Inorganic fertilizers negatively affect environment—Research

By IGIHE
On 24 April 2021 at 12:02

Rwanda Climate Change and Development Network (RCCDN) has released a report showing that chemical or inorganic fertilizers negatively impact the environment causing soil degradation, contaminate water and threaten biodiversity.

The research findings released yesterday identified gaps in existing policies related to climate change mitigation, agriculture and environment.

The blueprint for agriculture policy designed in 2018 indicate that the country targets to attain food sufficiency by 2030. Moreover, the 2019 environment and climate change policy shows that the country needs to strive for climate-change resilient and green environment posing no health risks to the society.

The research carried out by Dr. John Musemakweli indicates that these policies that seem complementary need much more improvements to ensure green environment and mitigate climate change effects.

The research findings also show that using inorganic fertilizers and poor management of wetlands are major problems affecting environment preservation.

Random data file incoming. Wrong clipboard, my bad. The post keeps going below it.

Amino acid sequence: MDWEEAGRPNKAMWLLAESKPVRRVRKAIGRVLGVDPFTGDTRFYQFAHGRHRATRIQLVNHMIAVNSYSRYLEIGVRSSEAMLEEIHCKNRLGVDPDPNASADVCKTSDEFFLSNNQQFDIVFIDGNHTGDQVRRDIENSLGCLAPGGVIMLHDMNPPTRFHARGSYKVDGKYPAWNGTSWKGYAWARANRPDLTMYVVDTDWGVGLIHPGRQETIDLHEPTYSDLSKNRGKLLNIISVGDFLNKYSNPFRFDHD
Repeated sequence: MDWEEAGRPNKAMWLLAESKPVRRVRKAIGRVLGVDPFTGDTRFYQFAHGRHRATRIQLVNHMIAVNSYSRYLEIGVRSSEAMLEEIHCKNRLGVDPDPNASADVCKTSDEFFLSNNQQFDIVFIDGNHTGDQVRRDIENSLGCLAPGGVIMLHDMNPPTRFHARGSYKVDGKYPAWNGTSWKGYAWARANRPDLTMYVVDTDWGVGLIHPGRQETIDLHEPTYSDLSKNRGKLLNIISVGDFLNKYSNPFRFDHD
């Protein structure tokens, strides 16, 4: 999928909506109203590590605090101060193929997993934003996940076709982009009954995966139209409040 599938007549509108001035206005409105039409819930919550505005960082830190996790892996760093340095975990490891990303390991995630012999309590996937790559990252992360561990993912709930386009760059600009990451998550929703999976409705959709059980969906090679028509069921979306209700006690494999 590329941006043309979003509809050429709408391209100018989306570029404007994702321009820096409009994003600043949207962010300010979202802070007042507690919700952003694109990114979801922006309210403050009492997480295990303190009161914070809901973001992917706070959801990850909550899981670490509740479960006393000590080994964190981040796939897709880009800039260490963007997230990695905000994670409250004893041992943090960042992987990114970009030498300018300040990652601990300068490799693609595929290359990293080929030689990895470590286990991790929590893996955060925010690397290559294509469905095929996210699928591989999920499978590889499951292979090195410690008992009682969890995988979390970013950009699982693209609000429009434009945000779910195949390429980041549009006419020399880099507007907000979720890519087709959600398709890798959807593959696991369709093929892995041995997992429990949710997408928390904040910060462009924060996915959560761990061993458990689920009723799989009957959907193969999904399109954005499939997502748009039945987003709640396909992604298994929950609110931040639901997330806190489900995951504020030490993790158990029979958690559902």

The report reveals that practicing agriculture in marshlands reduces, contaminates marshland water and recommended their proper management without necessarily drawing much attention on agricultural activities but considering the aspect of environment preservation.

On the use of fertilizers and pesticides, the report indicates that they are beneficial on one side but have several disadvantages like soil degradation, water pollution and are harmful to biodiversity.

The report also called for action with recommendations on possible solutions like promoting the use of compost, and environment-friendly pesticides.

André Gatete, an Environment and Climate Change Specialist at the Ministry of Agriculture and Animal Resources (MINAGRI) has revealed that recommendations from the research are entailed in the ministry’s blueprint but observed that the report does not highlight best practices such as marshland irrigation.

“It is a commendable report. We are glad that your recommendations reflect on the ministry’s plans to practice climate resilient agriculture. I would like to highlight that it is not easy to eliminate the use of inorganic fertilizers because it will take longer. I think we should draw emphasis on using both organic fertilizers and compost at the same time mitigating climate change,” he said.

Bridget Mugambe, the Programme Coordinator at Alliance for Food Sovereignty in Africa (AFSA) which funds RCCDN has emphasized that they will continue to support efforts tailored towards climate change mitigation in 12 African countries where the organization operates.

The Permanent Secretary of the Ministry of Environment, Patrick Karera has said that the Government partners with private sector to implement climate change mitigation programs and commended the report for coming up with recommendations to consider until 2030.


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